The ALM tool should also help everyone to identify what's in the build. What's going into the next iteration build or nightly build or integration build? What went into the previous build or the previous iteration build? These types of questions must be supported. This also needs to be available at various levels of detail. The most important capability is not what source code differences there are. But instead, which problems were fixed, which features implemented, which updates/change sets were added to the build?
What's in the build? This is a relative question. If I'm doing truly continuous builds, the latest update is in the build as compared to the previous. But more likely you'll want to ask: What broke this feature that was working in the last iteration? What change caused this feature to stop working for this customer? What features and problem fixes have to go into the next set of release notes?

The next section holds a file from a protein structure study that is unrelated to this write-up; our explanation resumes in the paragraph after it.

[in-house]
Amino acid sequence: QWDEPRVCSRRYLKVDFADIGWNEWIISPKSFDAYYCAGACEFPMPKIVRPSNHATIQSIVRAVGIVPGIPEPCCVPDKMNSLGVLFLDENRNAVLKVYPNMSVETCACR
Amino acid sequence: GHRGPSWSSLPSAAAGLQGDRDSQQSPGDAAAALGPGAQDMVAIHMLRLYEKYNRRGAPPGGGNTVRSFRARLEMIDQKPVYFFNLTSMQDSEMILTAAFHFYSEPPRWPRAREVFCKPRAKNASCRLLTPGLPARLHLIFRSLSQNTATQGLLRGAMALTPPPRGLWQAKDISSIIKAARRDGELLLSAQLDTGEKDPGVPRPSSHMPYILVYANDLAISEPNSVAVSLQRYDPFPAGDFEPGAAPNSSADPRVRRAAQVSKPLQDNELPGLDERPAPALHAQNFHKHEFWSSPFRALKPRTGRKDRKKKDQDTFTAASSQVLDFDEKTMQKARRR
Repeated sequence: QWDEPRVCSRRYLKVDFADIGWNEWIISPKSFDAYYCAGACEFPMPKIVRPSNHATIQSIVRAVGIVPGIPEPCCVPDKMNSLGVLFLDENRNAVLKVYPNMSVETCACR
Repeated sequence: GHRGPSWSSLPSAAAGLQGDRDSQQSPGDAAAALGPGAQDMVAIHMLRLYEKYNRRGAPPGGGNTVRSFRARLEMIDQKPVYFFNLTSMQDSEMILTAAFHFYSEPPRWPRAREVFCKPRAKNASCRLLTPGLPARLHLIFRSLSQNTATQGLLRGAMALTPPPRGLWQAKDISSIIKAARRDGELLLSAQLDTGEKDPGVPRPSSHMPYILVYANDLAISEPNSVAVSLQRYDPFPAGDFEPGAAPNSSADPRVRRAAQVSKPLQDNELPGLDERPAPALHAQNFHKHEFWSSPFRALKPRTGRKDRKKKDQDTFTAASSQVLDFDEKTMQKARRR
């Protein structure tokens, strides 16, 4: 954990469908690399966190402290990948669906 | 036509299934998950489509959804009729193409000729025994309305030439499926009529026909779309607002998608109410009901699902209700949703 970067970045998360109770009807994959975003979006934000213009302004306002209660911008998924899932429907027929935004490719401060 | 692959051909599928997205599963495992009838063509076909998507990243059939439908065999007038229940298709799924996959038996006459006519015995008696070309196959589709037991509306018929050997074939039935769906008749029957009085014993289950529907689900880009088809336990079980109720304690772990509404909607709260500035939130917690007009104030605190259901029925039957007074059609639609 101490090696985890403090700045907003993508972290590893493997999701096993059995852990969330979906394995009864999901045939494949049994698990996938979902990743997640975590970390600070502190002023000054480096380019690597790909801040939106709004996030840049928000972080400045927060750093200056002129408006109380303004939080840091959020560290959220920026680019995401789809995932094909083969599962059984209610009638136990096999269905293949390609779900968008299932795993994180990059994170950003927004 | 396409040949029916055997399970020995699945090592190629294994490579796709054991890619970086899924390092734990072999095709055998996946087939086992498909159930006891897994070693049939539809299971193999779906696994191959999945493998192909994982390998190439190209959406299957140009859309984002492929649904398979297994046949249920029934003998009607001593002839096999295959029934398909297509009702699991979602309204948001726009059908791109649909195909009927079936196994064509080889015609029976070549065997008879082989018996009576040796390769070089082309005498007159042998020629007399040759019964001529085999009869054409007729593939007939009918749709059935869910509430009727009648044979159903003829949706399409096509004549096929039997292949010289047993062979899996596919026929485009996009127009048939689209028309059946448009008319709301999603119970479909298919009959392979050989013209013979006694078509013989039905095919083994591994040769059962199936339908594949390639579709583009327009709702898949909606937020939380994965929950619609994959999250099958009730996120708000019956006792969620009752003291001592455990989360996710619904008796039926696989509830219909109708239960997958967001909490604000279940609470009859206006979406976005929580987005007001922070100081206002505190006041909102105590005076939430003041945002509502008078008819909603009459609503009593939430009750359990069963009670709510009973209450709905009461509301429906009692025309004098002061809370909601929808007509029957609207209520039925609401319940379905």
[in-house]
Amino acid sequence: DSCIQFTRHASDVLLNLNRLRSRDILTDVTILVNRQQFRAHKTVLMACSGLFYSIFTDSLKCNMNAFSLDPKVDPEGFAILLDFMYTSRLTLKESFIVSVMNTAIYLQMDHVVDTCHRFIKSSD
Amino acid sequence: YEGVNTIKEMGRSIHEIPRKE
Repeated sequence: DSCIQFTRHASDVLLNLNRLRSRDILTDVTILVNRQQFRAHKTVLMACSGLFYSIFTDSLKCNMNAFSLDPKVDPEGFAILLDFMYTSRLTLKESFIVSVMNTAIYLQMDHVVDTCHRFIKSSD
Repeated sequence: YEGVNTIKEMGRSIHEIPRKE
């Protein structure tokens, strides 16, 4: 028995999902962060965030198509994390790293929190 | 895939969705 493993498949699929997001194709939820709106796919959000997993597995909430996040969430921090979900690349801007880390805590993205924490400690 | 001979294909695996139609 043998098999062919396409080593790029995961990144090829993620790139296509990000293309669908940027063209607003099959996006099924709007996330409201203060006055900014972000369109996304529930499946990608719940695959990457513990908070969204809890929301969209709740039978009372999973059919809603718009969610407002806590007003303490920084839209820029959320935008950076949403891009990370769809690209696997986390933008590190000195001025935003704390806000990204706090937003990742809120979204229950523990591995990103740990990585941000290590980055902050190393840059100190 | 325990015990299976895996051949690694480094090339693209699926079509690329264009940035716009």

One of the purposes of continuous builds is to help ensure that not too much changes between each tested build so that when a problem does occur it's easy to pinpoint the change that has caused it. That's good. Especially if you have an extensive set of automated tests that can be run on each build (i.e., nightly build).
But when a problem arises that is easily reproduced, but hard to diagnose, efficiency can be gained by allowing a preliminary view of the features, problems and updates that have gone into the failed build as compared to the last known working build. In such a case, it's possible to save days of work if your ALM tools can help you locate potential causes without having to do so at the source line level, or by using a debug session.